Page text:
GLUTEN SENSITIVITY IN THE NON-CELIAC
TRUTH OR FICTION?
“There’s no question that gluten can affect your neurological system: people with both celiac disease and non-celiac gluten sensitivity report symptoms that range from headaches and brain fog to peripheral neuropathy (tingling in your extremities). Neurological illnesses such as epilepsy, depression and anxiety also are common in those who react to gluten.” Medical Author Jane Anderson, from May 2014’s Gluten-Related Neurological Symptoms and Conditions
The reason I am bringing this up is because I have seen a spate of recent articles — many by physicians or researchers with fancy titles and lots and lots of letters behind their names —- telling us that unless you are actually diagnosed with Celiac Disease, your problem has nothing whatsoever to do with Gluten. In fact, a recent poll of America’s doctors revealed that over half believe this to be true (HERE). But as we all know, just because the majority rules, does not necessarily mean they are right. Part of the problem seems to be the way that many experts look at Gluten Sensitivity.
Some of the problems being associated with Gluten in the peer-reviewed literature are downright freaky. For instance, how long have we known that there is an intimate link between FIBROMYALGIA and IBS? Actually, we’ve known it for a very long time. But that “anecdotal” evidence recently became “empirical” with a study that was published in a 2013 issue of Arthritis Research & Therapy. In this study (Remarkable Prevalence of Coeliac Disease in Patients with Irritable Bowel Syndrome plus Fibromyalgia in Comparison with those with Isolated Irritable Bowel Syndrome), we learned that 7% of those struggling with Fibromyalgia also had Celiac, which is far less common that non-Celiac Gluten Sensitivity. Here are the study’s conclusions.
“Interestingly enough, these seven patients were started on a gluten-free diet (GFD), showing a remarkable improvement in their digestive and systemic symptoms on follow-up. The findings of this screening indicate that a non-negligible percentage of IBS/FMS patients are CD patients, whose symptoms can improve and in whom long-term CD-related complications might possibly be prevented with a strict lifelong GFD.”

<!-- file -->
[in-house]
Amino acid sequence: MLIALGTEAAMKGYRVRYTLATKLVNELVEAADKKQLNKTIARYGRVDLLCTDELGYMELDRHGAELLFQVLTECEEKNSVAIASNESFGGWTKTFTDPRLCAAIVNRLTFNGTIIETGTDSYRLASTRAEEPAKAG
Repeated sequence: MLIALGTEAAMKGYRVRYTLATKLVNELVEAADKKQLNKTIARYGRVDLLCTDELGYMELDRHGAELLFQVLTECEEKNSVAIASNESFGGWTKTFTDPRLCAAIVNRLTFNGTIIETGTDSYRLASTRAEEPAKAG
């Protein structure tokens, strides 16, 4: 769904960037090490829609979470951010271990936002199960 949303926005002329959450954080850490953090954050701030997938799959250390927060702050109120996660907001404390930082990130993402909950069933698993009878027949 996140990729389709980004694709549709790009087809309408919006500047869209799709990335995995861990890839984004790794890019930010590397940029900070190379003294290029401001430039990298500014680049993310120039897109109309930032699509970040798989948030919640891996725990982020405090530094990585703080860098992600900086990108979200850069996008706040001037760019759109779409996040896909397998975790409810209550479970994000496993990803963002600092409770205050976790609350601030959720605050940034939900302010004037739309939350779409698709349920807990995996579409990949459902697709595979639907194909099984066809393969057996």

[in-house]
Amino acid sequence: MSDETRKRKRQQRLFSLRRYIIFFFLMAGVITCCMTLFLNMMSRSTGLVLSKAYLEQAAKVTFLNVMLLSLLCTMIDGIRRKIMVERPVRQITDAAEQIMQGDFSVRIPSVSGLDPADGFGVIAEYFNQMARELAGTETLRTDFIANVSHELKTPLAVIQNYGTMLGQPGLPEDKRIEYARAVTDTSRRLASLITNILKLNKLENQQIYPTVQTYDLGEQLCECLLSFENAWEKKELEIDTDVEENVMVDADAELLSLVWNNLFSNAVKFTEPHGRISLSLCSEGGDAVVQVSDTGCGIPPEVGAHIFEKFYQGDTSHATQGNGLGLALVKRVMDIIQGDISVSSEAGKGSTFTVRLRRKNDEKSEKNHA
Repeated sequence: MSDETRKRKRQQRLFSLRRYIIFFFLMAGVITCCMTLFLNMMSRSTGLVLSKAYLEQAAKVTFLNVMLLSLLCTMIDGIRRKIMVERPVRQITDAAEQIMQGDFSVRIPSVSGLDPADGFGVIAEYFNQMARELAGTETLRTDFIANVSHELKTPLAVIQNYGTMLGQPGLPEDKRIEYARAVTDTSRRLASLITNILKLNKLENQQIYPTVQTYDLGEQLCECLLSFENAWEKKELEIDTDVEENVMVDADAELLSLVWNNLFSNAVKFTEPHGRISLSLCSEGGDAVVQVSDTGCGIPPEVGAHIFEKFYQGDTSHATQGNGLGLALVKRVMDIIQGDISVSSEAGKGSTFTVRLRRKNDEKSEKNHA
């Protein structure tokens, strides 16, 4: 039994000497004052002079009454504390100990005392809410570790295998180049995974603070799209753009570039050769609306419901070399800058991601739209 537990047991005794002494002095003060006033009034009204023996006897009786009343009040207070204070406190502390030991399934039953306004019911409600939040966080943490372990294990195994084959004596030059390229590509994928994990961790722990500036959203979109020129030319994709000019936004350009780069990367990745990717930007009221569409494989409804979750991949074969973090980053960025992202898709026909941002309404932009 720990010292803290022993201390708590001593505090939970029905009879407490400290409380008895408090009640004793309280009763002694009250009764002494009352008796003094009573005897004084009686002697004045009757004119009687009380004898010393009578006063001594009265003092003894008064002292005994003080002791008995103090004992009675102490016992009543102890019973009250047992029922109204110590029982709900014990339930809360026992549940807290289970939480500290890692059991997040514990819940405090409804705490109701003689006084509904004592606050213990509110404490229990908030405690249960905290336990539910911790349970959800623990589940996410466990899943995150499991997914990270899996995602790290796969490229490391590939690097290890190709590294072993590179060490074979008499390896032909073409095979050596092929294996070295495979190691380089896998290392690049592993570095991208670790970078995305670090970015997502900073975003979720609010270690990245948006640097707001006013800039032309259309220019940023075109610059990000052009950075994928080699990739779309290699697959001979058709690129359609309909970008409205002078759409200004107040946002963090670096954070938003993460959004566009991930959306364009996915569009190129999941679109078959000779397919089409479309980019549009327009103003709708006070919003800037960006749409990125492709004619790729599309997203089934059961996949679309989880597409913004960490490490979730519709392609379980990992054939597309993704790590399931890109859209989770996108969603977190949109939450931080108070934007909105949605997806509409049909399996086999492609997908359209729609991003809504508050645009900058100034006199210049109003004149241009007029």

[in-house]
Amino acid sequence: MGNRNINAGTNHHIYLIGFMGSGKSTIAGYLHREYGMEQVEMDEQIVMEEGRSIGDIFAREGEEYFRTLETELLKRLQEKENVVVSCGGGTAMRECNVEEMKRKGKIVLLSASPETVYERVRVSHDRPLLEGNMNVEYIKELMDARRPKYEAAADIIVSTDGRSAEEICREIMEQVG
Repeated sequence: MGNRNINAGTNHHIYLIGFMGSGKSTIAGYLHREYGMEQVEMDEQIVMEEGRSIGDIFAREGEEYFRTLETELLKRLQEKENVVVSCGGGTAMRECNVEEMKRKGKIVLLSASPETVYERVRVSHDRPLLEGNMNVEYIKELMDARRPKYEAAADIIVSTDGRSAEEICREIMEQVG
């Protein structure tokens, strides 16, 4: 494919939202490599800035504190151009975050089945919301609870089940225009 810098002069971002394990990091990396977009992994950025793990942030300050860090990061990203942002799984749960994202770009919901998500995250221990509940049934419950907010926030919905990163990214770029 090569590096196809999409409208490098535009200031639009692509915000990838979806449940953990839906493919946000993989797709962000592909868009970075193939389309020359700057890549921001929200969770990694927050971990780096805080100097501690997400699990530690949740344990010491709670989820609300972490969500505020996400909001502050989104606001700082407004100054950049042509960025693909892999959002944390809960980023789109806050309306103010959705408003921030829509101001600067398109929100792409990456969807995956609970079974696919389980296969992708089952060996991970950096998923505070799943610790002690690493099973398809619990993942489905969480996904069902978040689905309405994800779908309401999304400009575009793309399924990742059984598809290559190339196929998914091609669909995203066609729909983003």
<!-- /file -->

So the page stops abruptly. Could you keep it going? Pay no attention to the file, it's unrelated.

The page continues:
Another of these “crazy” problems that is sometimes associated with Gluten is Schizophrenia (no pun intended). Although Schizophrenia is not nearly as common as some of the other problems we have discussed in the past as being associated with Gluten, the two have been linked together by the scientific medical community for over 60 years. After a 1954 article showed that almost 10% of a group with Celiac Disease had Schizophrenia, an article by F.C. Dohan (M.D.) published in the 1966 issue of the American Journal of American Nutrition, further explored the link between Gluten and Schizophrenia. Listen to the conclusions that were written 48 yeas ago.
“The percent change in pre-war values during World War II in the number of women admitted to hospitals for the first time with Schizophrenia in five countries, was found to be significantly correlated with the percent change in the amount of wheat and wheat plus rye consumed.“